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Hoffmann, R. A wiki for the life sciences where authorship matters. Nature Genetics (2008)
 
 
 
 
 

Nuclear translocation of beta-catenin in hereditary and carcinogen-induced intestinal adenomas.

The physical interaction between beta-catenin and the adenomatous polyposis coli (APC) gene, and the ability of APC to regulate cytoplasmic levels of beta-catenin suggest a role for beta-catenin in colorectal carcinogenesis. In this study, we found that beta-catenin immunoreactivity was detected exclusively in the cell membrane and cytoplasm of morphologically normal intestinal epithelial cells with predominant distribution in the differentiated nonproliferative cell population. In contrast, beta-catenin was localized predominantly in the nucleus of adenomas from Min/+ mice and transgenic mice expressing a mutant truncated form of the APC gene (Apc(delta716) mice). Beta-catenin was expressed predominantly at the cell membrane and cytoplasm of the nontransformed rat intestinal epithelial (RIE-1) cells in culture, whereas predominantly nuclear localization of beta-catenin was observed in the human colon cancer cell line SW480. In the azoxymethane (AOM) treated rats, overexpression and nuclear localization of beta-catenin was observed in all adenomas. Previous studies have indicated the incidence of APC mutations amongst AOM-induced tumors to be 15% or less. These results demonstrate that nuclear localization of beta-catenin is a common event in colorectal tumorigenesis.[1]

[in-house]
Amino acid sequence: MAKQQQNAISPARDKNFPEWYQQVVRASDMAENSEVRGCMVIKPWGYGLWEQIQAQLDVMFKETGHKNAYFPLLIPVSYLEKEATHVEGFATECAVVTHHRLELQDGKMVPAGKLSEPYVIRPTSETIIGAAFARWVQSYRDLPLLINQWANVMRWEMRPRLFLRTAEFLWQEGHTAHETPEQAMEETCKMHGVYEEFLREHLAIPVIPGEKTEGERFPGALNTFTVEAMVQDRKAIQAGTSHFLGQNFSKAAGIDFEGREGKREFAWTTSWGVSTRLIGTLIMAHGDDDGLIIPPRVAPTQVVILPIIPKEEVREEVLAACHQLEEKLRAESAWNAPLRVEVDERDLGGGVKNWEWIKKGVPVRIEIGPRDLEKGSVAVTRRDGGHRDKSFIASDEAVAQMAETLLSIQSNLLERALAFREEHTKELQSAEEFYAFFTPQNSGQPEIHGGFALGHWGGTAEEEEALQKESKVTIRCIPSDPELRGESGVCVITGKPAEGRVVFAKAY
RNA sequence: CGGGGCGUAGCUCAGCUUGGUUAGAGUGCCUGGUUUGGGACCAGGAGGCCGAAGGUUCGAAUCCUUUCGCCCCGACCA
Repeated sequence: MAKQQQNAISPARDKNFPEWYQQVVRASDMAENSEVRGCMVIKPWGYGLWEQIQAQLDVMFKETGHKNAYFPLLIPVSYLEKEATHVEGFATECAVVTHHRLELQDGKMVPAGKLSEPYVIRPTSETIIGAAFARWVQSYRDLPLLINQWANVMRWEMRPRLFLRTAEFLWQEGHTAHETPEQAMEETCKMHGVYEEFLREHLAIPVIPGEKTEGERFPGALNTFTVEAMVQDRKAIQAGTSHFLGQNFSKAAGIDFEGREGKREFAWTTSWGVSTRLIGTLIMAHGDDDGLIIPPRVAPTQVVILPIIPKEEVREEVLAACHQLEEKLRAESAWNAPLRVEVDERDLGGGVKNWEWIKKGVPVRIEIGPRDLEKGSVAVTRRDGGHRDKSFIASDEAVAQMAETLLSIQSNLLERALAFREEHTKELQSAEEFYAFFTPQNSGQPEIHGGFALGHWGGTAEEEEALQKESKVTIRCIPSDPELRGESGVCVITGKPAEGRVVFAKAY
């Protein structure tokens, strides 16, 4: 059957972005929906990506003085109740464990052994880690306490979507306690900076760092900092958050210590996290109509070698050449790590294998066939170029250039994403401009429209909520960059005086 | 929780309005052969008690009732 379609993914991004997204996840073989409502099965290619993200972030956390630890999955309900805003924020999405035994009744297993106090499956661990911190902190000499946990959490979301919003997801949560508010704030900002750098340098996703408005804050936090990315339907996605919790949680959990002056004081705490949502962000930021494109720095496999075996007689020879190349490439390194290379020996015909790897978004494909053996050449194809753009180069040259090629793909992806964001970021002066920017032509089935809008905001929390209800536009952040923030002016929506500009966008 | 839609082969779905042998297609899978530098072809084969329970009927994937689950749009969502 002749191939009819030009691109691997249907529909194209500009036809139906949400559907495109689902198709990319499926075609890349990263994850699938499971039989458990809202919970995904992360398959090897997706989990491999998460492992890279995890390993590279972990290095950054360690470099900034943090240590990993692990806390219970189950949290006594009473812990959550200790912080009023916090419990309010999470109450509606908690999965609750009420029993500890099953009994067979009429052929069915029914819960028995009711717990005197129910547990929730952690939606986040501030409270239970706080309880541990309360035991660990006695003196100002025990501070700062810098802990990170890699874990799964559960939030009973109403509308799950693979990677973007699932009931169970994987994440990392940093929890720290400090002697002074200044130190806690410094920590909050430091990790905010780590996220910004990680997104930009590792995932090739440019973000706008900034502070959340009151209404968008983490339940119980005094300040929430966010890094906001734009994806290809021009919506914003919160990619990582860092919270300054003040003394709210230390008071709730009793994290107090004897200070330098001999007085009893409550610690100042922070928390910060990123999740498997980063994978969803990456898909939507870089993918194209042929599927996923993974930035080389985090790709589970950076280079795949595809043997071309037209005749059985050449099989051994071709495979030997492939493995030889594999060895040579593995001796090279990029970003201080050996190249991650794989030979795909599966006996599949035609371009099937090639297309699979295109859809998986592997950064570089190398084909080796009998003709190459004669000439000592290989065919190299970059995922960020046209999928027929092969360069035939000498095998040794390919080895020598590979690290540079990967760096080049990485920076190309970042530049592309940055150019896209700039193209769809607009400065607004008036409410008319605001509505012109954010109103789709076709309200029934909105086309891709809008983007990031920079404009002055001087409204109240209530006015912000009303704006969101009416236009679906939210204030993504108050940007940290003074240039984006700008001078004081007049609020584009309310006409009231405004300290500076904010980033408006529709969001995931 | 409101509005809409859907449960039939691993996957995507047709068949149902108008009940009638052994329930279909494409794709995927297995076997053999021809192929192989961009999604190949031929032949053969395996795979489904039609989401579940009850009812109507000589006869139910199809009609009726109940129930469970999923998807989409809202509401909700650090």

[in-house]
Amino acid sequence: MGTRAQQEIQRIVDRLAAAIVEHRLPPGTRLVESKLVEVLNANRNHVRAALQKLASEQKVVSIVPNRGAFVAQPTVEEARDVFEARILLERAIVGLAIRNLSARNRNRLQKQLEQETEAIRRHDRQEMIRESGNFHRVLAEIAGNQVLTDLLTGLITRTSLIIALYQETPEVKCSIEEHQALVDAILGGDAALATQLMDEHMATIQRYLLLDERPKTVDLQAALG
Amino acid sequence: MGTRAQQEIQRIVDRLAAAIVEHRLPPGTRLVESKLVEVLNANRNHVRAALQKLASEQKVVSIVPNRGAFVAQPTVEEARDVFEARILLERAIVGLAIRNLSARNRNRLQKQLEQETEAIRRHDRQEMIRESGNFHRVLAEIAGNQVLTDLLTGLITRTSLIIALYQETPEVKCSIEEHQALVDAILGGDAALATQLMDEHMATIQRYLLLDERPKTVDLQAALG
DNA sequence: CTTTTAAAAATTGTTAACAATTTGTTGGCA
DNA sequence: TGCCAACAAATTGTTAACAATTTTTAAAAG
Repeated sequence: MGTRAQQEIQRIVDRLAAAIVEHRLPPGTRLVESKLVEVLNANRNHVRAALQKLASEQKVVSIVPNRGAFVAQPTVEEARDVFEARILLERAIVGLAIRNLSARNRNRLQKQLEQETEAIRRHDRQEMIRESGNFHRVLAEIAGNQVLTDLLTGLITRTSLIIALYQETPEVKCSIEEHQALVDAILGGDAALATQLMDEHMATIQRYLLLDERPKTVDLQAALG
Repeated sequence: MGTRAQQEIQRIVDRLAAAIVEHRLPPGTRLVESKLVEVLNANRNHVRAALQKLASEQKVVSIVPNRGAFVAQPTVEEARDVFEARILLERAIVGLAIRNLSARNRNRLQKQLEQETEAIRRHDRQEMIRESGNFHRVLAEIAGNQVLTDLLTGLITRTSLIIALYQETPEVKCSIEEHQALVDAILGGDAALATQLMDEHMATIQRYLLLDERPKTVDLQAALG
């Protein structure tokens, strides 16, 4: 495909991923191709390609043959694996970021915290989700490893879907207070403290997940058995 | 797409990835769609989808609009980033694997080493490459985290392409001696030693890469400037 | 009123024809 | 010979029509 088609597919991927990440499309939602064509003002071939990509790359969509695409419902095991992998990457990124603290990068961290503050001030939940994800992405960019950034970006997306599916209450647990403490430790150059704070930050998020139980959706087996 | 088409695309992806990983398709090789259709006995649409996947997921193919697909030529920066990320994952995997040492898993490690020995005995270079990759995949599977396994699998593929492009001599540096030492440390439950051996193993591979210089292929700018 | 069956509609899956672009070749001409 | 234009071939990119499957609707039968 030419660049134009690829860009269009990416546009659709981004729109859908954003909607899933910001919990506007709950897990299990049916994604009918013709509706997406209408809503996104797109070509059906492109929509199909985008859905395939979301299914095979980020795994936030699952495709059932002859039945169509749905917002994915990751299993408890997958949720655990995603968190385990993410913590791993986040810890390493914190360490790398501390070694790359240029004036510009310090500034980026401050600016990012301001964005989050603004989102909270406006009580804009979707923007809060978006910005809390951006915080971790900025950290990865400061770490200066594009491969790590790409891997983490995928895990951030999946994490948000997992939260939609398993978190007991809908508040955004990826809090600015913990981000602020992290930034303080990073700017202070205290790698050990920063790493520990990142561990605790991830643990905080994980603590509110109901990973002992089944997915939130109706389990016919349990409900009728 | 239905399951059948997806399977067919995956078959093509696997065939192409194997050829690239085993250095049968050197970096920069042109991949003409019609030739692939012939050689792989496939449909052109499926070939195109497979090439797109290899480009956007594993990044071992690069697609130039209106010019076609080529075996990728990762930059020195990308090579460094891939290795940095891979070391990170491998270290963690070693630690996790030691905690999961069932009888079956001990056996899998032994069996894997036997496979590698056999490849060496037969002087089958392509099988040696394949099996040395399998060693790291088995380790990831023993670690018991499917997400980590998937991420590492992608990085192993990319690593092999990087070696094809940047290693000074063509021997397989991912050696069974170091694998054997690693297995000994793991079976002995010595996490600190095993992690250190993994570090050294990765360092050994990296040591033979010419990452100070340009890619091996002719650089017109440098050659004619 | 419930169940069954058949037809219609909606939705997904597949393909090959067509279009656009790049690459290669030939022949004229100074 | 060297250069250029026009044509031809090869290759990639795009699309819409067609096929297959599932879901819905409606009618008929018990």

References

  1. Nuclear translocation of beta-catenin in hereditary and carcinogen-induced intestinal adenomas. Sheng, H., Shao, J., Williams, C.S., Pereira, M.A., Taketo, M.M., Oshima, M., Reynolds, A.B., Washington, M.K., DuBois, R.N., Beauchamp, R.D. Carcinogenesis (1998) [Pubmed]
 
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